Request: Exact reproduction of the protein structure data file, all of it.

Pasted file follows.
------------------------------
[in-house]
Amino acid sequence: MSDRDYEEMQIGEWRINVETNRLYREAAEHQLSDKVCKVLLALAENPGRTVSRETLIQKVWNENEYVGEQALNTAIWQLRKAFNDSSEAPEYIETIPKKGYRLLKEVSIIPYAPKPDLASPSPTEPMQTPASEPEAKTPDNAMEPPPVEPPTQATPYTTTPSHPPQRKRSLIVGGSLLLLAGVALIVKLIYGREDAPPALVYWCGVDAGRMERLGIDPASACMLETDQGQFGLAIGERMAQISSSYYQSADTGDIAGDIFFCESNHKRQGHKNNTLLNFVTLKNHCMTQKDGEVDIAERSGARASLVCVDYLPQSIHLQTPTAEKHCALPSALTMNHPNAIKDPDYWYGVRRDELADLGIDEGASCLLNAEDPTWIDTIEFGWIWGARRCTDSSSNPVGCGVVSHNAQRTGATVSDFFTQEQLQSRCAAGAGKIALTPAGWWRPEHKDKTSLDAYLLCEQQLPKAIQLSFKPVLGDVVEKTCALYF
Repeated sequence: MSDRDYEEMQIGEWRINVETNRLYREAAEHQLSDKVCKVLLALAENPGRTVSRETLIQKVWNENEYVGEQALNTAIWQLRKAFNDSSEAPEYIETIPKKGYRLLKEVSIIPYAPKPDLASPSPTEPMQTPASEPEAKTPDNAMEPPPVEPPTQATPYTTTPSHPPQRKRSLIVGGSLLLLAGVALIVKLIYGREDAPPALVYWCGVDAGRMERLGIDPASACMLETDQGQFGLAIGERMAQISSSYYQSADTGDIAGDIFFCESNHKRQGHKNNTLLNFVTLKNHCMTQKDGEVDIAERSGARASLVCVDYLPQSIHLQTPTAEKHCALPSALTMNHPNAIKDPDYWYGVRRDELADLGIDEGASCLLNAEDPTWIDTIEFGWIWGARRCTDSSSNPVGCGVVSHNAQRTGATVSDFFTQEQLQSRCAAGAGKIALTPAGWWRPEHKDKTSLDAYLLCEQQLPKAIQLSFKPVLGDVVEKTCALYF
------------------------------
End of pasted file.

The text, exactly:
[in-house]
Amino acid sequence: MSDRDYEEMQIGEWRINVETNRLYREAAEHQLSDKVCKVLLALAENPGRTVSRETLIQKVWNENEYVGEQALNTAIWQLRKAFNDSSEAPEYIETIPKKGYRLLKEVSIIPYAPKPDLASPSPTEPMQTPASEPEAKTPDNAMEPPPVEPPTQATPYTTTPSHPPQRKRSLIVGGSLLLLAGVALIVKLIYGREDAPPALVYWCGVDAGRMERLGIDPASACMLETDQGQFGLAIGERMAQISSSYYQSADTGDIAGDIFFCESNHKRQGHKNNTLLNFVTLKNHCMTQKDGEVDIAERSGARASLVCVDYLPQSIHLQTPTAEKHCALPSALTMNHPNAIKDPDYWYGVRRDELADLGIDEGASCLLNAEDPTWIDTIEFGWIWGARRCTDSSSNPVGCGVVSHNAQRTGATVSDFFTQEQLQSRCAAGAGKIALTPAGWWRPEHKDKTSLDAYLLCEQQLPKAIQLSFKPVLGDVVEKTCALYF
Repeated sequence: MSDRDYEEMQIGEWRINVETNRLYREAAEHQLSDKVCKVLLALAENPGRTVSRETLIQKVWNENEYVGEQALNTAIWQLRKAFNDSSEAPEYIETIPKKGYRLLKEVSIIPYAPKPDLASPSPTEPMQTPASEPEAKTPDNAMEPPPVEPPTQATPYTTTPSHPPQRKRSLIVGGSLLLLAGVALIVKLIYGREDAPPALVYWCGVDAGRMERLGIDPASACMLETDQGQFGLAIGERMAQISSSYYQSADTGDIAGDIFFCESNHKRQGHKNNTLLNFVTLKNHCMTQKDGEVDIAERSGARASLVCVDYLPQSIHLQTPTAEKHCALPSALTMNHPNAIKDPDYWYGVRRDELADLGIDEGASCLLNAEDPTWIDTIEFGWIWGARRCTDSSSNPVGCGVVSHNAQRTGATVSDFFTQEQLQSRCAAGAGKIALTPAGWWRPEHKDKTSLDAYLLCEQQLPKAIQLSFKPVLGDVVEKTCALYF